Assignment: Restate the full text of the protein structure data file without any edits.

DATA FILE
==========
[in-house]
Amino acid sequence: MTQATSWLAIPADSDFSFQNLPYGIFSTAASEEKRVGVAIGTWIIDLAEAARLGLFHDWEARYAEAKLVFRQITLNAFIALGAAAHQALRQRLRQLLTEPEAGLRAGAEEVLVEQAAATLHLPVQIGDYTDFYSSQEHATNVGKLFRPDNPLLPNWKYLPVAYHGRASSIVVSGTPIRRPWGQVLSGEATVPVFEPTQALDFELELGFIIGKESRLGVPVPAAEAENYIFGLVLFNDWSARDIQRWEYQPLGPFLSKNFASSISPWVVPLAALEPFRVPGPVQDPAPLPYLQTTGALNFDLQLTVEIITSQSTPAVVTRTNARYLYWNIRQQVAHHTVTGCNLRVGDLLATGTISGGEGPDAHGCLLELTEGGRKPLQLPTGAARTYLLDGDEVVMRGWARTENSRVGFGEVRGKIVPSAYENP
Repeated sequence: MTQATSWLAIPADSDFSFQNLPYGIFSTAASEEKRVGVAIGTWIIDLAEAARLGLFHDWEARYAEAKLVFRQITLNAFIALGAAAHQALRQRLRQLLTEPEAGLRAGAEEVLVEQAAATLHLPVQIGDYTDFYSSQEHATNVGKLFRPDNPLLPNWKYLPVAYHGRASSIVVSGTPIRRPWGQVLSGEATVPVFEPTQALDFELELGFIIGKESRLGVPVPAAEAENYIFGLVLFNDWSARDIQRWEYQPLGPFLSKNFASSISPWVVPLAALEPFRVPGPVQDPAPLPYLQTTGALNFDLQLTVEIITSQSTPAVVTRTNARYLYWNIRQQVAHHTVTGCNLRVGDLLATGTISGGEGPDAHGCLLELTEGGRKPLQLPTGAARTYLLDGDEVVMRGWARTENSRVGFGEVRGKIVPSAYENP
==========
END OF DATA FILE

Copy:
[in-house]
Amino acid sequence: MTQATSWLAIPADSDFSFQNLPYGIFSTAASEEKRVGVAIGTWIIDLAEAARLGLFHDWEARYAEAKLVFRQITLNAFIALGAAAHQALRQRLRQLLTEPEAGLRAGAEEVLVEQAAATLHLPVQIGDYTDFYSSQEHATNVGKLFRPDNPLLPNWKYLPVAYHGRASSIVVSGTPIRRPWGQVLSGEATVPVFEPTQALDFELELGFIIGKESRLGVPVPAAEAENYIFGLVLFNDWSARDIQRWEYQPLGPFLSKNFASSISPWVVPLAALEPFRVPGPVQDPAPLPYLQTTGALNFDLQLTVEIITSQSTPAVVTRTNARYLYWNIRQQVAHHTVTGCNLRVGDLLATGTISGGEGPDAHGCLLELTEGGRKPLQLPTGAARTYLLDGDEVVMRGWARTENSRVGFGEVRGKIVPSAYENP
Repeated sequence: MTQATSWLAIPADSDFSFQNLPYGIFSTAASEEKRVGVAIGTWIIDLAEAARLGLFHDWEARYAEAKLVFRQITLNAFIALGAAAHQALRQRLRQLLTEPEAGLRAGAEEVLVEQAAATLHLPVQIGDYTDFYSSQEHATNVGKLFRPDNPLLPNWKYLPVAYHGRASSIVVSGTPIRRPWGQVLSGEATVPVFEPTQALDFELELGFIIGKESRLGVPVPAAEAENYIFGLVLFNDWSARDIQRWEYQPLGPFLSKNFASSISPWVVPLAALEPFRVPGPVQDPAPLPYLQTTGALNFDLQLTVEIITSQSTPAVVTRTNARYLYWNIRQQVAHHTVTGCNLRVGDLLATGTISGGEGPDAHGCLLELTEGGRKPLQLPTGAARTYLLDGDEVVMRGWARTENSRVGFGEVRGKIVPSAYENP